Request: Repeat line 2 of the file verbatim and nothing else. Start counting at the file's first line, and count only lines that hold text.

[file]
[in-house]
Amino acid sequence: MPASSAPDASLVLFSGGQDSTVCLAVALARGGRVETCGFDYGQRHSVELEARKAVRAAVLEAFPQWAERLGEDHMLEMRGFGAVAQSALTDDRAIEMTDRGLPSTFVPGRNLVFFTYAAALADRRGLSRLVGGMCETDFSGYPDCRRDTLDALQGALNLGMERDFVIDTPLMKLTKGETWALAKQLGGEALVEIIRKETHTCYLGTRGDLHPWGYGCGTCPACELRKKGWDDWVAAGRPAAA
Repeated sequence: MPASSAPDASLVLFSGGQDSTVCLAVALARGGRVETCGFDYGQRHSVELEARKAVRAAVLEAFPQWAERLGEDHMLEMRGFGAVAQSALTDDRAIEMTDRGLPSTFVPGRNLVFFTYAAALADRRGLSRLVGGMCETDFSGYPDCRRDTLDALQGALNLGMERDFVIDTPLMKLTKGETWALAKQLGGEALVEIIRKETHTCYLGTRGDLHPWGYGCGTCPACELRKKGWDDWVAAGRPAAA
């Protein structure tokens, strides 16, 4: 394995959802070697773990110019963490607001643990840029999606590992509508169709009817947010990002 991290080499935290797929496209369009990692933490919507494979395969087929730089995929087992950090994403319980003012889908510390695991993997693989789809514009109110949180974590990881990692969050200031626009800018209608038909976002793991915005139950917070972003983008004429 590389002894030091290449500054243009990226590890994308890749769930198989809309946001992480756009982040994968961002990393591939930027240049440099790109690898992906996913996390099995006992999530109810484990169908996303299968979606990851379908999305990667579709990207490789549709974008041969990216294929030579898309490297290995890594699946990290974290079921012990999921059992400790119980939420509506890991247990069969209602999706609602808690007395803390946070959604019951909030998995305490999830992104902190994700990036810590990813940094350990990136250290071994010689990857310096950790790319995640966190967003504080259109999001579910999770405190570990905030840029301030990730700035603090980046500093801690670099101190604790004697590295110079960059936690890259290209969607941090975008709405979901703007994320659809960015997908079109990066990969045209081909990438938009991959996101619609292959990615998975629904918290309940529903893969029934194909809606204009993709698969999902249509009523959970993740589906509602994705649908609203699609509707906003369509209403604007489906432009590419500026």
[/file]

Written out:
Amino acid sequence: MPASSAPDASLVLFSGGQDSTVCLAVALARGGRVETCGFDYGQRHSVELEARKAVRAAVLEAFPQWAERLGEDHMLEMRGFGAVAQSALTDDRAIEMTDRGLPSTFVPGRNLVFFTYAAALADRRGLSRLVGGMCETDFSGYPDCRRDTLDALQGALNLGMERDFVIDTPLMKLTKGETWALAKQLGGEALVEIIRKETHTCYLGTRGDLHPWGYGCGTCPACELRKKGWDDWVAAGRPAAA